Lawmakers in Colorado last week mounted a new attempt to approve a compromise school-finance bill that would at last complete their longrunning attempt to solve funding problems this year.
Worked out between leaders of the Republican-majority legislature and the Democratic Governor, Roy Romer, the new school-finance bill last week cleared the Senate and the House Finance Committee.
The bill then moved to the House floor, where debate was scheduled to spill over into Friday morning. Observers said they were not sure whether the measure would survive a floor vote.
While the legislative drama moved toward a climax, observers said the latest plan was the best option for education yet considered by lawmakers during their two months of work on the issue.
The debate began anew last week in the wake of a veto by Governor Romer of a plan that had been passed in an earlier special session of the legislature.
In his veto message, Mr. Romer criticized the bill as “credit-card spending.” He argued that the bill withdrew too much state support from local schools as officials attempt to move the school-funding cycle from its present calendar-year arrangement to one in line with the state budget year, which begins in July.
Recognizing that they did not have the votes to override the veto, legislative leaders began negotiating with the Governor early last week and drafted a new bill, which was then introduced in another special session.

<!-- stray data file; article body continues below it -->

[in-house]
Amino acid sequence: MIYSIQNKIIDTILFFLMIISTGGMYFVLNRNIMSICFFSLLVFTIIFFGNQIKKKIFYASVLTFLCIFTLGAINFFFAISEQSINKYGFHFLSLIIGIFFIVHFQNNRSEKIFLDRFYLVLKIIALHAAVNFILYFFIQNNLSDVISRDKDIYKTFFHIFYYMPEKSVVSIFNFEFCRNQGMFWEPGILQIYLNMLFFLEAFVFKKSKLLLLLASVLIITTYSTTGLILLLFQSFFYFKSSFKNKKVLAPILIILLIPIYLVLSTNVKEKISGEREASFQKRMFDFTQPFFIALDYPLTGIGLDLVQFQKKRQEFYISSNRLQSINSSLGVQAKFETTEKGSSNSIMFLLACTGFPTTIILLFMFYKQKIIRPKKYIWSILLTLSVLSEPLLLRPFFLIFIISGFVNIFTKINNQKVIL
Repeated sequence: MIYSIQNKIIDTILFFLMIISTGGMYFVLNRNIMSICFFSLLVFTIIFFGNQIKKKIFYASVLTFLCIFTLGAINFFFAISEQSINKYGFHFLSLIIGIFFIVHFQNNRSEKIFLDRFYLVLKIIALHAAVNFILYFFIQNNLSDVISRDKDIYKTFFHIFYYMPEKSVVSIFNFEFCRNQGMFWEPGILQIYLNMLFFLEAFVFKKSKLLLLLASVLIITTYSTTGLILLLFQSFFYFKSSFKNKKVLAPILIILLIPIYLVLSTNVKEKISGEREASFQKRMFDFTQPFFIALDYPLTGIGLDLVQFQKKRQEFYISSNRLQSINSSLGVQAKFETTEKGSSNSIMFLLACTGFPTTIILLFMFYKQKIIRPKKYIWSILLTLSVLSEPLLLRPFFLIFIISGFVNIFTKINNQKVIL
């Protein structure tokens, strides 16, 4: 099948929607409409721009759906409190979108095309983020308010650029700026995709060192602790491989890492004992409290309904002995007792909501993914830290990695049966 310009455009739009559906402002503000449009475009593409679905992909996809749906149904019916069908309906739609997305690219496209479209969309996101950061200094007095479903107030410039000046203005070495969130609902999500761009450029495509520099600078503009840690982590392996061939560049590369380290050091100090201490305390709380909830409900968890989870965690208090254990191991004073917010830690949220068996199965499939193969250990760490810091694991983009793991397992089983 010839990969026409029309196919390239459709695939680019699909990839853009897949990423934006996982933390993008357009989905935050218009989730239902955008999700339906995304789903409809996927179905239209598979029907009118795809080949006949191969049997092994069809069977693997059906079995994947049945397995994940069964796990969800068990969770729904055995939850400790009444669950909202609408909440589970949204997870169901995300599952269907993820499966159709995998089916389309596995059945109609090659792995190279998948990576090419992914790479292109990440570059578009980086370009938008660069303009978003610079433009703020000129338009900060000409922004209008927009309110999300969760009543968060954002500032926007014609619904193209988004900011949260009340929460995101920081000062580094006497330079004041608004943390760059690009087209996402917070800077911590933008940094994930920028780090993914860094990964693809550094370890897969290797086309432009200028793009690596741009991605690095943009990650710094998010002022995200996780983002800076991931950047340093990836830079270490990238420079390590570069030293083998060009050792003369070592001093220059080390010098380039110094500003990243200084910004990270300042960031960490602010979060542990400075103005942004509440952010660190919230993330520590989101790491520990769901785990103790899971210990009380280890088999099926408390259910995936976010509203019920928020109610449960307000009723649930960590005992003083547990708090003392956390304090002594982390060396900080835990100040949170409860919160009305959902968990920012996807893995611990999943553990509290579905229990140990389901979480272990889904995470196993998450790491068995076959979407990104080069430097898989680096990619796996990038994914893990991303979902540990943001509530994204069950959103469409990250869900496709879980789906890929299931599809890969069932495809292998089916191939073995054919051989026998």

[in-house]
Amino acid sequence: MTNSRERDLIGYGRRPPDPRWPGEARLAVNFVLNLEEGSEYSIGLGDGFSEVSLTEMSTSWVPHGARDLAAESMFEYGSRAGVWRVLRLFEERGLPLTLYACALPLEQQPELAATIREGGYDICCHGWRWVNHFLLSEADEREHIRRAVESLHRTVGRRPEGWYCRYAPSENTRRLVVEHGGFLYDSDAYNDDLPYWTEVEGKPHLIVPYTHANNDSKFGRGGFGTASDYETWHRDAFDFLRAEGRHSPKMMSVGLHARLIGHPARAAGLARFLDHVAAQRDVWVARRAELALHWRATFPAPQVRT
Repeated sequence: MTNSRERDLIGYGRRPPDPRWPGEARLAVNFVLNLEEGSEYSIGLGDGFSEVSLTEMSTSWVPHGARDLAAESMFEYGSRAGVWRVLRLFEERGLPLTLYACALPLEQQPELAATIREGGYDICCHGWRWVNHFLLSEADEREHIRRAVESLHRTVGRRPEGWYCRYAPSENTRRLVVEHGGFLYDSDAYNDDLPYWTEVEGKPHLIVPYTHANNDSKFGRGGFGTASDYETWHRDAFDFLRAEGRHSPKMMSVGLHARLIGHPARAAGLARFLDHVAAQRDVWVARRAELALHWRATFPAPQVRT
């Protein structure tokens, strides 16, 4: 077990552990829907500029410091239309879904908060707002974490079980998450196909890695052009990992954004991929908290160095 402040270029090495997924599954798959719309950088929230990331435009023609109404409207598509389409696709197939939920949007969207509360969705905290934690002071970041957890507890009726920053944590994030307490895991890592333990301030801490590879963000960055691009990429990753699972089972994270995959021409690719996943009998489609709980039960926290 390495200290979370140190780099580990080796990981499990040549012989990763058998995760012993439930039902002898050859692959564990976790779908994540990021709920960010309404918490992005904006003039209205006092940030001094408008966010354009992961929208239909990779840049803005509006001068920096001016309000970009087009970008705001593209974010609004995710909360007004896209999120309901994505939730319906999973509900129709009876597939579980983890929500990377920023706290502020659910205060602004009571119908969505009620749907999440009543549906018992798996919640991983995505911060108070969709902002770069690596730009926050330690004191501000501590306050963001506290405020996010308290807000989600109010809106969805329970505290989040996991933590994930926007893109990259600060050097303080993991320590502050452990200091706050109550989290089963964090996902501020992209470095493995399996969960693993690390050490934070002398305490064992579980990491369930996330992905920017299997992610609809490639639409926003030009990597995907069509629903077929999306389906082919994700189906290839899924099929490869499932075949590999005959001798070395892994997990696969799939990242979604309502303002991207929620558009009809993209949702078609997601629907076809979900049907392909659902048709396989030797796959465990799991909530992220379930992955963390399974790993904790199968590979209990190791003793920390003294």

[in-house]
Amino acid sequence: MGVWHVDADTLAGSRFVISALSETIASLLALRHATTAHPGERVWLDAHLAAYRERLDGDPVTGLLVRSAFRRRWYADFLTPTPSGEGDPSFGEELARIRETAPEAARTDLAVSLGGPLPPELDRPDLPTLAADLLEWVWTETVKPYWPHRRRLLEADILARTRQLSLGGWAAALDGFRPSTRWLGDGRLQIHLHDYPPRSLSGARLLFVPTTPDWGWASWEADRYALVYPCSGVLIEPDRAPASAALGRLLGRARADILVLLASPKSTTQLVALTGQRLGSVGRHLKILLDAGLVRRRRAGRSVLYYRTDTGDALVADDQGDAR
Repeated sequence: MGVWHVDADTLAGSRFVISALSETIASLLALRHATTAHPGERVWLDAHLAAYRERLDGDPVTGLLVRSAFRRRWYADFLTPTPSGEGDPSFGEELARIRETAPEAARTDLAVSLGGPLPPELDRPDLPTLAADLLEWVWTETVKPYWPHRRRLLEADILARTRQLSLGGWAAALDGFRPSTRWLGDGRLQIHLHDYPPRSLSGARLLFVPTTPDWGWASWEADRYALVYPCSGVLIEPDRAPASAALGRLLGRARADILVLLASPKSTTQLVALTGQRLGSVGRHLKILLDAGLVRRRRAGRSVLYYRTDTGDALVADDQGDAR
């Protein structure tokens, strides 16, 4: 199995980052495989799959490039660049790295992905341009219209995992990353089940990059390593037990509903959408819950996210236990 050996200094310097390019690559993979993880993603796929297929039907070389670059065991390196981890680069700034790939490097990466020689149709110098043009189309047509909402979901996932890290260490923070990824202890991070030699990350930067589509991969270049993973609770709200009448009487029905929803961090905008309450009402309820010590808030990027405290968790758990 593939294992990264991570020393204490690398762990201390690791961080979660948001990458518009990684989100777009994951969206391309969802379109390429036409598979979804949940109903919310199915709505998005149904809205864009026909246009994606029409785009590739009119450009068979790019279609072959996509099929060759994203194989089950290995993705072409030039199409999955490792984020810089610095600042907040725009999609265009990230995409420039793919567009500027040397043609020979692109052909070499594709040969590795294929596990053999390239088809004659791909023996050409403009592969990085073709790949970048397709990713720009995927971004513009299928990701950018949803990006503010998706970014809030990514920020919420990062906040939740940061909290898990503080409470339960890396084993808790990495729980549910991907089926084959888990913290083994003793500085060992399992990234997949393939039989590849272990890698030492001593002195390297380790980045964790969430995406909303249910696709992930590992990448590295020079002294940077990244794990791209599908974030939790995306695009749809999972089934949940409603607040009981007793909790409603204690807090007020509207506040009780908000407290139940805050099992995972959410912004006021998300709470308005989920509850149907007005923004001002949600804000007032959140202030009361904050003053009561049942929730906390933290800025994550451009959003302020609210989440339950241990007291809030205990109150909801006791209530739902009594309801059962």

The bill would allow districts to freeze local property-tax revenues at this year’s levels, rather than continuing a rollback. It also differs from previous bills by including a higher inflation factor, and by requiring wealthy school districts to rely on local funding as the state attempts to shore up a shortfall in its school-finance program without raising taxes.
Observers said last week that they were hesitant to judge the bill because its fate was so uncertain. But Deborah Fallin, a spokesman for the Colorado Education Association, argued that the debate seemed to be headed in the right direction.
“Nobody is really thrilled about this, but we’re getting the legislators to do more than they’ve been able to do before,” she said.
Observers added that, even though the bill seems to be improving for education, officials have yet to determine how the finance changes would affect local school budgets, which are now being put together.
“Nobody really knows how it all shakes out,” Ms. Fallin said.
A version of this article appeared in the November 13, 1991 edition of Education Week as School-Finance Bill Gets Airing in Colo. Legislature